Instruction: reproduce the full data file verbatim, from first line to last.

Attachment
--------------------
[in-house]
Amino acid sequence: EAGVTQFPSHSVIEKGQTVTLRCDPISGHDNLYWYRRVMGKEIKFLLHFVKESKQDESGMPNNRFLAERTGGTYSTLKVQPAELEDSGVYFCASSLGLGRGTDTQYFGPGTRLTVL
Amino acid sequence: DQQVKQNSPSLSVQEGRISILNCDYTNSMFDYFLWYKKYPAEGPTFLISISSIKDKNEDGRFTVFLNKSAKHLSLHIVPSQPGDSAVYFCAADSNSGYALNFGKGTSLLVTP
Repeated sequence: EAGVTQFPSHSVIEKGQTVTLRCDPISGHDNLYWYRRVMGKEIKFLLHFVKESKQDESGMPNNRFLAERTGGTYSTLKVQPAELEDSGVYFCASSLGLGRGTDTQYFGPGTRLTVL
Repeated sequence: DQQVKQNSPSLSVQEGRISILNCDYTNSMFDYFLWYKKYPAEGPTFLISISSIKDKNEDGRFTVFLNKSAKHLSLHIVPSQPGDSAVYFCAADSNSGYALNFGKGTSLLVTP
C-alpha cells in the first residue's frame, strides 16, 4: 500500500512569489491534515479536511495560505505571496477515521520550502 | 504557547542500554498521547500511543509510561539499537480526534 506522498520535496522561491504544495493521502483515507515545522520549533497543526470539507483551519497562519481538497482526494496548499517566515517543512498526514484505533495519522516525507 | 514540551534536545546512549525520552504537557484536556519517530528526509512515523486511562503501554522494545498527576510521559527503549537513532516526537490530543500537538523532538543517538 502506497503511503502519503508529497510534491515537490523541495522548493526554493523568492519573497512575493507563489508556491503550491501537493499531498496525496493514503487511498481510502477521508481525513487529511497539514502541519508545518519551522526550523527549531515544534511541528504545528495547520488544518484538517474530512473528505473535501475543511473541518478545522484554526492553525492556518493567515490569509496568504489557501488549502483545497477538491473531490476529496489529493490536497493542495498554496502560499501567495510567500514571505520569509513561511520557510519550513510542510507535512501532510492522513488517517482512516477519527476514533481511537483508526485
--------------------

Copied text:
[in-house]
Amino acid sequence: EAGVTQFPSHSVIEKGQTVTLRCDPISGHDNLYWYRRVMGKEIKFLLHFVKESKQDESGMPNNRFLAERTGGTYSTLKVQPAELEDSGVYFCASSLGLGRGTDTQYFGPGTRLTVL
Amino acid sequence: DQQVKQNSPSLSVQEGRISILNCDYTNSMFDYFLWYKKYPAEGPTFLISISSIKDKNEDGRFTVFLNKSAKHLSLHIVPSQPGDSAVYFCAADSNSGYALNFGKGTSLLVTP
Repeated sequence: EAGVTQFPSHSVIEKGQTVTLRCDPISGHDNLYWYRRVMGKEIKFLLHFVKESKQDESGMPNNRFLAERTGGTYSTLKVQPAELEDSGVYFCASSLGLGRGTDTQYFGPGTRLTVL
Repeated sequence: DQQVKQNSPSLSVQEGRISILNCDYTNSMFDYFLWYKKYPAEGPTFLISISSIKDKNEDGRFTVFLNKSAKHLSLHIVPSQPGDSAVYFCAADSNSGYALNFGKGTSLLVTP
C-alpha cells in the first residue's frame, strides 16, 4: 500500500512569489491534515479536511495560505505571496477515521520550502 | 504557547542500554498521547500511543509510561539499537480526534 506522498520535496522561491504544495493521502483515507515545522520549533497543526470539507483551519497562519481538497482526494496548499517566515517543512498526514484505533495519522516525507 | 514540551534536545546512549525520552504537557484536556519517530528526509512515523486511562503501554522494545498527576510521559527503549537513532516526537490530543500537538523532538543517538 502506497503511503502519503508529497510534491515537490523541495522548493526554493523568492519573497512575493507563489508556491503550491501537493499531498496525496493514503487511498481510502477521508481525513487529511497539514502541519508545518519551522526550523527549531515544534511541528504545528495547520488544518484538517474530512473528505473535501475543511473541518478545522484554526492553525492556518493567515490569509496568504489557501488549502483545497477538491473531490476529496489529493490536497493542495498554496502560499501567495510567500514571505520569509513561511520557510519550513510542510507535512501532510492522513488517517482512516477519527476514533481511537483508526485